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empire, which now has enjoyed a reputation as a global language.19 It is both perplexing and appalling to read scholars in the Western world such as David Crystal, a prominent British linguist, who blatantly deny the impact of colonial- ism on the politics of English as a global language in the present time.20 Even though Crystal acknowledges the historical reality of colonization, he immedi- ately argues against the idea that it is the driving force behind the emergence and expansion of English. Instead of looking at the continuation of colonial his- tory in the postcolonial world, Crystal maintains that English becomes a global language because of the widespread influence of mass media (such as adver- tising, press, broadcasting, movie, and music), international travel by English- speaking people especially from theusa, education, and so forth. His argument is simple: English is a dominant language today because it peculiarly “found itself in the right place at the right time.”21 Crystal’s effort to politically neu- tralize English is a reflection of the inability of the colonizers in the metropole to deal with their past sins. His avoidance of taking seriously the influence of colonial history on the shape of the world today becomes even clearer when he argues that his analysis “recognizes the legacy of colonialism, as a matter of historical fact, but the emphasis is now on discontinuity, away from power and towards functional specialization.”22 In other words, Crystal knows pre- cisely that it is not possible to become a colonial denier. By emphasizing the discontinuity, however, he seems to argue that we should forget the bloody and ugly history of colonialism. “Get over it” is apparently his message to the former British colonies.23He writes further: “It is a model which sees English playing a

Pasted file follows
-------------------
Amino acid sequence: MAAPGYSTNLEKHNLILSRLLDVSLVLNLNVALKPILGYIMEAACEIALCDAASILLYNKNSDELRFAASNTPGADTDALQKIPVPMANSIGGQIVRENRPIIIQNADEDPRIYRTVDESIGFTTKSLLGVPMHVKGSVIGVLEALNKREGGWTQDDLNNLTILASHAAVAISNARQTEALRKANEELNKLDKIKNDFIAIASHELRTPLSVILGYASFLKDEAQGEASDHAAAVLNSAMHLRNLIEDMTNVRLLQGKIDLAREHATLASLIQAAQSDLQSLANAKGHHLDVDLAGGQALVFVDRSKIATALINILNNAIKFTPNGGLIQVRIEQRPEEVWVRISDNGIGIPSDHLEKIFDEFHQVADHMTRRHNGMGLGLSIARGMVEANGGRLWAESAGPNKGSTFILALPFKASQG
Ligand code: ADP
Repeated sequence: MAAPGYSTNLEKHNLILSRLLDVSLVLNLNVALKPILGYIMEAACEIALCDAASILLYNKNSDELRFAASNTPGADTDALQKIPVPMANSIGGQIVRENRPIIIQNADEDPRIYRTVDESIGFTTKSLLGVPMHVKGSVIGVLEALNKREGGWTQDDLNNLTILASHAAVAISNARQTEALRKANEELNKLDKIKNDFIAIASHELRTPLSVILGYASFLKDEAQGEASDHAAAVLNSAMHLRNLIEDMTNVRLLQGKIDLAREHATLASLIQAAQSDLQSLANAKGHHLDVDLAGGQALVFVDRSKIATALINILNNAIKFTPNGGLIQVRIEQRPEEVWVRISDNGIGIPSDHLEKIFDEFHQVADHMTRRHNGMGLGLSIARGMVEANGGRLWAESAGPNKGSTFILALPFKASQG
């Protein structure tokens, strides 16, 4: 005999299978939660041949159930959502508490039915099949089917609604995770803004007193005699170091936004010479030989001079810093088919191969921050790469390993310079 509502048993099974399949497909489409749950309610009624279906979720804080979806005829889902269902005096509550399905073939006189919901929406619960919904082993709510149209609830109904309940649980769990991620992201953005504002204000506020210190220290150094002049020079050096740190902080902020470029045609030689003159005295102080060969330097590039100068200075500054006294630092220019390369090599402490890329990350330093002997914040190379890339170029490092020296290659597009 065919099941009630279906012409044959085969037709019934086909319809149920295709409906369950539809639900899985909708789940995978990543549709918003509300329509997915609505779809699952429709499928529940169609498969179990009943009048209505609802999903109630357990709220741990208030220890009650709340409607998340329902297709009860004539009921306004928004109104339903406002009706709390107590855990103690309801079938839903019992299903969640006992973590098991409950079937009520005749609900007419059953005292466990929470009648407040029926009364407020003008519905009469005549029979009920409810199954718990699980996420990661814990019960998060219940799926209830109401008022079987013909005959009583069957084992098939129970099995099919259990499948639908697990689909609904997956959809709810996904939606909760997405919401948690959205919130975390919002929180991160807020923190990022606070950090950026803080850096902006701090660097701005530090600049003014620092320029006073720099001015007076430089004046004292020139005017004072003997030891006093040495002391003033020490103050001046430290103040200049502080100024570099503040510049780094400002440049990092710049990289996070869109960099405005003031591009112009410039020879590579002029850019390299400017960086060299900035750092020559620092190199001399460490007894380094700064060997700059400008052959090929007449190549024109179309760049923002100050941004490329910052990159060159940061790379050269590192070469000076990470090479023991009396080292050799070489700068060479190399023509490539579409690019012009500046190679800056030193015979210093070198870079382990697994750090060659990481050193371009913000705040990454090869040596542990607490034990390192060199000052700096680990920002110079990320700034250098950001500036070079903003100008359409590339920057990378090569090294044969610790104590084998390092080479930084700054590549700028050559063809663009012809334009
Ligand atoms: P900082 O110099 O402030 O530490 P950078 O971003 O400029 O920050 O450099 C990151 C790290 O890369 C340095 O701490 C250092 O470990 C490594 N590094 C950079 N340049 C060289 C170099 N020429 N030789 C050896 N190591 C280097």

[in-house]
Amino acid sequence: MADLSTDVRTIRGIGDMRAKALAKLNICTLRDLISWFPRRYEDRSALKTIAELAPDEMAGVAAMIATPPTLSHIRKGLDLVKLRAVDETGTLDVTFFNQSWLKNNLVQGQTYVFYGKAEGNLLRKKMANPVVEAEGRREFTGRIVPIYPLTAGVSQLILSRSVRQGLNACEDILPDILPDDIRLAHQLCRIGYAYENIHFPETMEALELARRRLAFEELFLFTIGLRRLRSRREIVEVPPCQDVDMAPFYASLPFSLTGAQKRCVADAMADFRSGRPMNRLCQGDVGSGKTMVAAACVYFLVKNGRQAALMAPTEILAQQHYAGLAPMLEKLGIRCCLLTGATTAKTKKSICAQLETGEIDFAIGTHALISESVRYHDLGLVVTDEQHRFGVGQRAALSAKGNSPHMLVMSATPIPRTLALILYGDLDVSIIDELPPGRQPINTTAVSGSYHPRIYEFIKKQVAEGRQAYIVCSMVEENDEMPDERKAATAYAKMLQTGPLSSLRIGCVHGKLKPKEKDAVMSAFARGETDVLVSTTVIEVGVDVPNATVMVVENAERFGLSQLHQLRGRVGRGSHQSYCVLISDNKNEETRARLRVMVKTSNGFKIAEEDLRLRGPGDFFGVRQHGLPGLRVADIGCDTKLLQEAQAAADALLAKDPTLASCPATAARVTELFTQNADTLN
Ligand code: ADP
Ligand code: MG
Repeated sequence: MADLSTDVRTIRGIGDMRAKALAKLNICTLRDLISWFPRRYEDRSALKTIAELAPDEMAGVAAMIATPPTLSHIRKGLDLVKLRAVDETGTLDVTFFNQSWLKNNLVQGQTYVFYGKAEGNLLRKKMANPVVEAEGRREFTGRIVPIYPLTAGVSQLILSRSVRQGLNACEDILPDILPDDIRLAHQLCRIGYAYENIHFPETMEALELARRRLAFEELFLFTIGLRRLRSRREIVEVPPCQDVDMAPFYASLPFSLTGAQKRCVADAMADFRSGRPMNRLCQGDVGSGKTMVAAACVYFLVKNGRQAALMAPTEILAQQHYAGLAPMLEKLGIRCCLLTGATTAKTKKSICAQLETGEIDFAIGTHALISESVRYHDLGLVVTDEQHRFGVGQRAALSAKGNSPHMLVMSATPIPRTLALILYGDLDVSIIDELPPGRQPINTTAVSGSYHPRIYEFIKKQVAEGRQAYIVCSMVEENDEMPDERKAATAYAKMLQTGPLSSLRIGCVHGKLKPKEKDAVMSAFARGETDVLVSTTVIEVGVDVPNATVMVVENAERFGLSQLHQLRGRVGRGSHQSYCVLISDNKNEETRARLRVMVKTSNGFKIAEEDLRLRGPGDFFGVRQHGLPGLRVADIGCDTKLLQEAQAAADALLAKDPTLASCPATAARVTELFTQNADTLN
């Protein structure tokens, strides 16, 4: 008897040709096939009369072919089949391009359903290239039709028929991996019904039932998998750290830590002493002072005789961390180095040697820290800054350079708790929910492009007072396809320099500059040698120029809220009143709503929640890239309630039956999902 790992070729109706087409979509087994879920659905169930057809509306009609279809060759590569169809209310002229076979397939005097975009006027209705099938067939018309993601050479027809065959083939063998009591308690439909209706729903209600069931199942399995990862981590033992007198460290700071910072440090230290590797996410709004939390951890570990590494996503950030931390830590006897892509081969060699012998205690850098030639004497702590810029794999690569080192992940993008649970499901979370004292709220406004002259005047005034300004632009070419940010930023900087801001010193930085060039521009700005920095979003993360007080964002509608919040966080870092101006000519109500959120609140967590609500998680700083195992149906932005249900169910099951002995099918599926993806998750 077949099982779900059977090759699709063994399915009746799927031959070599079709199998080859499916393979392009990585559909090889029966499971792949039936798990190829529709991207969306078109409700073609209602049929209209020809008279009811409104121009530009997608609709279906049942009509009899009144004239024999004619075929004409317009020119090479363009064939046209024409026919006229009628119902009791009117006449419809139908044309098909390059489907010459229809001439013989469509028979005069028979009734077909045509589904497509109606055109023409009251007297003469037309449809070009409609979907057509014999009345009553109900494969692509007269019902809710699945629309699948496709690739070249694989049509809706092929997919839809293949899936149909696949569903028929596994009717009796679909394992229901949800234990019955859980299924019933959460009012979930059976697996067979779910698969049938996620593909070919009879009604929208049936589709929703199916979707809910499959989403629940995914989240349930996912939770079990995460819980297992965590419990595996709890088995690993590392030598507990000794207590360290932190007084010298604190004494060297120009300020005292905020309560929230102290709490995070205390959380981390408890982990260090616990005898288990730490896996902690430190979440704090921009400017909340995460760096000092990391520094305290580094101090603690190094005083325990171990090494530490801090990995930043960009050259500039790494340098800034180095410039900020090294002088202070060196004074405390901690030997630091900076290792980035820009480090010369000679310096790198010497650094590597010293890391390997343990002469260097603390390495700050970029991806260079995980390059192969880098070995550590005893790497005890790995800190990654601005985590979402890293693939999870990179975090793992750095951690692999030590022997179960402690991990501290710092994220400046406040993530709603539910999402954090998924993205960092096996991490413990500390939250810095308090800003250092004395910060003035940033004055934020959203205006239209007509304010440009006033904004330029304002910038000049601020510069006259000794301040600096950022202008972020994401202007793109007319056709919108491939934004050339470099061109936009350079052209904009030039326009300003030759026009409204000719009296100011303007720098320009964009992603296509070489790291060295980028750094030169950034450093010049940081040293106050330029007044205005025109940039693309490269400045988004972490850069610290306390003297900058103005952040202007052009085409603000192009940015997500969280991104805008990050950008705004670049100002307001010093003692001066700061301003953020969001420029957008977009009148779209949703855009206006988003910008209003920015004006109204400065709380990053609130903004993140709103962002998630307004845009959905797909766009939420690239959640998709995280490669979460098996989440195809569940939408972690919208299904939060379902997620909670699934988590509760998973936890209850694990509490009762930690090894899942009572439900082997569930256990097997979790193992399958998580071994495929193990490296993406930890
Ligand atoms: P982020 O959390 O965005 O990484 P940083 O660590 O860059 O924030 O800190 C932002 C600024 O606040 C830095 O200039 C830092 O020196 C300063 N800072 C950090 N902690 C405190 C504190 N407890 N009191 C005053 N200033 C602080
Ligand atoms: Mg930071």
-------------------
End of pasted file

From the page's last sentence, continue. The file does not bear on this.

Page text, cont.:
21 22 23

Any colonial language could be examined, but the predominance of English makes it an ideal example.